The fundamental principle of piezotronics and piezo-phototronics were introduced by Wang in 2007 and 2010, respectively. Due to the polarization of ions in a crystal that has non-central symmetry in materials such as the wurtzite structured ZnO, GaN and InN, a piezoelectric potential (piezopotential) is created in the crystal by applying a stress. Owing to the simultaneous possession of piezoelectricity and semiconductor properties, the piezopotential created in the crystal has a strong effect on the carrier transport at the interface/junction. Piezotronics is about the devices fabricated using the piezopotential as a "gate" voltage to tune/control charge carrier transport at a contact or junction. The piezo-phototronic effect is to use the piezopotential to control the carrier generation, transport, separation and/or recombination for improving the performance of optoelectronic devices, such as photon detector, solar cell and LED. This manuscript reviews the updated progress in the two new fields. A perspective is given about their potential applications in sensors, human-silicon technology interfacing, MEMS, nanorobotics and energy sciences. Piezotronics is about devices fabricated using the piezopotential as a "gate" voltage to tune/control charge carrier transport at a contact or junction. The piezo-phototronic effect is to use the piezopotential to control the carrier generation, transport, separation and/or recombination for improving the performance of optoelectronic devices, such as photon detectors, solar cells and LEDs. This manuscript reviews progress in these two new fields. A perspective is given about their potential applications in sensors, human-silicon technology interfacing, MEMS, nanorobotics, and energy sciences. Copyright © 2012 WILEY-VCH Verlag GmbH & Co. KGaA, Weinheim.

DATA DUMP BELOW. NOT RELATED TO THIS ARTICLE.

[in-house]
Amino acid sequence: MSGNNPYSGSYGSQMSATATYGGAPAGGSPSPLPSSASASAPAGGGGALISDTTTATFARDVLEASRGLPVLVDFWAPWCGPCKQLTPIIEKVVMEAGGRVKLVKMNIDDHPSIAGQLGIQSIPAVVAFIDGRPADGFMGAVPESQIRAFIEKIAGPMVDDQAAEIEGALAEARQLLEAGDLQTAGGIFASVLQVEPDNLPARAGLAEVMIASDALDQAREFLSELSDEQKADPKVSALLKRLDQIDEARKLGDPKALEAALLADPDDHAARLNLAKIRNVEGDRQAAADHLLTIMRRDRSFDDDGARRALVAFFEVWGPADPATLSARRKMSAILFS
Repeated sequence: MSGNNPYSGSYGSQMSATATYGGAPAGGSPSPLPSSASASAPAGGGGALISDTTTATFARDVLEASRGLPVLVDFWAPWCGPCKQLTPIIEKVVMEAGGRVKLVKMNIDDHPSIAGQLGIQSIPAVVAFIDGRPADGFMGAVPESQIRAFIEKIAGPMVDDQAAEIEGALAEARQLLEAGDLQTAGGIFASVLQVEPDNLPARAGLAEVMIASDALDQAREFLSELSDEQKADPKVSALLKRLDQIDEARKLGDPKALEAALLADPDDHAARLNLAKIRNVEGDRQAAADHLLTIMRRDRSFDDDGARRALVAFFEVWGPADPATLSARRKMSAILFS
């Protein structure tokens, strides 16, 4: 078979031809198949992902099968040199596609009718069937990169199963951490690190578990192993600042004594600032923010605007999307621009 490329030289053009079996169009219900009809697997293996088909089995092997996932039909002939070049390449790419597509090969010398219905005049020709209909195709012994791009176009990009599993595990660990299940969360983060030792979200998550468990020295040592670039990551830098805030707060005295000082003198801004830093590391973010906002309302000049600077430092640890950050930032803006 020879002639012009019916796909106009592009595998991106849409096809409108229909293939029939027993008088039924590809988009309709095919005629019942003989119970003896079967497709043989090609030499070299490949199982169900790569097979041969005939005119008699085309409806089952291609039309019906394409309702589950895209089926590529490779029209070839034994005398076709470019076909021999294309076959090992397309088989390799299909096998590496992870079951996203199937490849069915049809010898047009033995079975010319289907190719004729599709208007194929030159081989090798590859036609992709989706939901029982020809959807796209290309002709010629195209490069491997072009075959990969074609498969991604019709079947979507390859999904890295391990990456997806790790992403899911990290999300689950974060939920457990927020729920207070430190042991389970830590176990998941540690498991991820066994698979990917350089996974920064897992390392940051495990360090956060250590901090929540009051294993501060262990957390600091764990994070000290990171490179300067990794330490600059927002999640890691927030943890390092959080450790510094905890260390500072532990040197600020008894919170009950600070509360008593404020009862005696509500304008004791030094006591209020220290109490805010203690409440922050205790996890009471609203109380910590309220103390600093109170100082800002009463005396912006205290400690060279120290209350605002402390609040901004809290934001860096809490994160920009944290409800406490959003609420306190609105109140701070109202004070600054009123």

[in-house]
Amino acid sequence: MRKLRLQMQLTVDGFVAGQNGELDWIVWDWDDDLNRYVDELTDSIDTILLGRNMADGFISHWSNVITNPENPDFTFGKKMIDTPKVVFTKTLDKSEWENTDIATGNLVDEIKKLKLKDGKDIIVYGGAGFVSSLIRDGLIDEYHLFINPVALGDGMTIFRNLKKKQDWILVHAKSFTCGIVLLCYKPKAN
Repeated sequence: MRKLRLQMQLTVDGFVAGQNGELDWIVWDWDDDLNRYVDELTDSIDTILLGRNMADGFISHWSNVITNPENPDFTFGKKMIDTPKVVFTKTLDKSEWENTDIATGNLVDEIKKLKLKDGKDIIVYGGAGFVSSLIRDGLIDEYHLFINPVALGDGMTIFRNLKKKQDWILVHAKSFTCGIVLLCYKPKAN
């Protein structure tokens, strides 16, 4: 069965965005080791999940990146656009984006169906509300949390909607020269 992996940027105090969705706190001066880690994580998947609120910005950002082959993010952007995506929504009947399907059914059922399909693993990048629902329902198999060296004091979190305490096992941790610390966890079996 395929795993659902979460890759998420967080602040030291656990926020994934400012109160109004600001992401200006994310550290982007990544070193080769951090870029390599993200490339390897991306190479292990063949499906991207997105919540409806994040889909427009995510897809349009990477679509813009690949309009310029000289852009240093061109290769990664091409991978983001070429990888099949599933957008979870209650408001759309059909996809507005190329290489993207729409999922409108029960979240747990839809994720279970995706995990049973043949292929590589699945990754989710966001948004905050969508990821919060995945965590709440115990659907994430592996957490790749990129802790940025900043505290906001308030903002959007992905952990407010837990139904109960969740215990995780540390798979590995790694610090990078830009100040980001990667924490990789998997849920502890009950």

Merrill A.H.,Georgia Institute of Technology
Chemical Reviews | Year: 2011

There are several nomenclature systems for glycosphingolipids, and many compounds are still referred to by their historically assigned names. Some of the breakthroughs in understanding the functions of sphingolipids, especially with respect to cell signaling, have come from having the capacity to measure more than one bioactive subspecies so the correct signaling pathways can be sorted out, especially when the metabolites have opposite effects, such as ceramide versus S1P. The relationships are being explored as a way for cancer detection and targeting using Shiga toxin. The story for iGb3 is less clear because although it stimulates NKT cells and has been hypothesized to be a natural modulator of them, recent studies have found that the human iGb3 synthase gene contains several mutations that render its product nonfunctional. A number of physiological factors have also been found to modulate DES.